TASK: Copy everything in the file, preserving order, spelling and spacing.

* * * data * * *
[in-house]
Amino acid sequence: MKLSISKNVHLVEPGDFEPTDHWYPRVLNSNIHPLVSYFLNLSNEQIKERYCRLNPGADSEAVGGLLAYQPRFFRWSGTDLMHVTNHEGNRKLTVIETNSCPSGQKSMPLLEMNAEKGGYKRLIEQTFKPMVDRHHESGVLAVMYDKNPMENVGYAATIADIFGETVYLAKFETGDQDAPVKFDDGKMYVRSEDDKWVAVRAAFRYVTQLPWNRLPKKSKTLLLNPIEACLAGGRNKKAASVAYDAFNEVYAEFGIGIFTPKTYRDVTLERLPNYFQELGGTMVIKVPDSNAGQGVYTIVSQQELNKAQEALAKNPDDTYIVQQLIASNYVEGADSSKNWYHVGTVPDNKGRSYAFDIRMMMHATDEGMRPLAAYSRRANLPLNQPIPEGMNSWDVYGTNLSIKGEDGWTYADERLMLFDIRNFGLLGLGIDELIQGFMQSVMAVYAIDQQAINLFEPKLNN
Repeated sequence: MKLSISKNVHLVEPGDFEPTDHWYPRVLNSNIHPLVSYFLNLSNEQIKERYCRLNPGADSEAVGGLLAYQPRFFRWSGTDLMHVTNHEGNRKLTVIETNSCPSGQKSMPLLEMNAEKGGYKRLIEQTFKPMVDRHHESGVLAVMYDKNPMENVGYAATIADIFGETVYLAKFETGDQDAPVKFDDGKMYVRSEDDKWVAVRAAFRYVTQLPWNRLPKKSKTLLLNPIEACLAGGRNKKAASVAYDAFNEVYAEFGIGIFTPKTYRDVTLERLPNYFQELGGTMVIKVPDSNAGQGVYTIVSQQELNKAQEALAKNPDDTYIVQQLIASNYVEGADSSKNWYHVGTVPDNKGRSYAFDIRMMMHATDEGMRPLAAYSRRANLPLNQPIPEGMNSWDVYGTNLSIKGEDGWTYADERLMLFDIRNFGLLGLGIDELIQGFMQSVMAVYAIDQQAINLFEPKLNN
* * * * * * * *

[in-house]
Amino acid sequence: MKLSISKNVHLVEPGDFEPTDHWYPRVLNSNIHPLVSYFLNLSNEQIKERYCRLNPGADSEAVGGLLAYQPRFFRWSGTDLMHVTNHEGNRKLTVIETNSCPSGQKSMPLLEMNAEKGGYKRLIEQTFKPMVDRHHESGVLAVMYDKNPMENVGYAATIADIFGETVYLAKFETGDQDAPVKFDDGKMYVRSEDDKWVAVRAAFRYVTQLPWNRLPKKSKTLLLNPIEACLAGGRNKKAASVAYDAFNEVYAEFGIGIFTPKTYRDVTLERLPNYFQELGGTMVIKVPDSNAGQGVYTIVSQQELNKAQEALAKNPDDTYIVQQLIASNYVEGADSSKNWYHVGTVPDNKGRSYAFDIRMMMHATDEGMRPLAAYSRRANLPLNQPIPEGMNSWDVYGTNLSIKGEDGWTYADERLMLFDIRNFGLLGLGIDELIQGFMQSVMAVYAIDQQAINLFEPKLNN
Repeated sequence: MKLSISKNVHLVEPGDFEPTDHWYPRVLNSNIHPLVSYFLNLSNEQIKERYCRLNPGADSEAVGGLLAYQPRFFRWSGTDLMHVTNHEGNRKLTVIETNSCPSGQKSMPLLEMNAEKGGYKRLIEQTFKPMVDRHHESGVLAVMYDKNPMENVGYAATIADIFGETVYLAKFETGDQDAPVKFDDGKMYVRSEDDKWVAVRAAFRYVTQLPWNRLPKKSKTLLLNPIEACLAGGRNKKAASVAYDAFNEVYAEFGIGIFTPKTYRDVTLERLPNYFQELGGTMVIKVPDSNAGQGVYTIVSQQELNKAQEALAKNPDDTYIVQQLIASNYVEGADSSKNWYHVGTVPDNKGRSYAFDIRMMMHATDEGMRPLAAYSRRANLPLNQPIPEGMNSWDVYGTNLSIKGEDGWTYADERLMLFDIRNFGLLGLGIDELIQGFMQSVMAVYAIDQQAINLFEPKLNN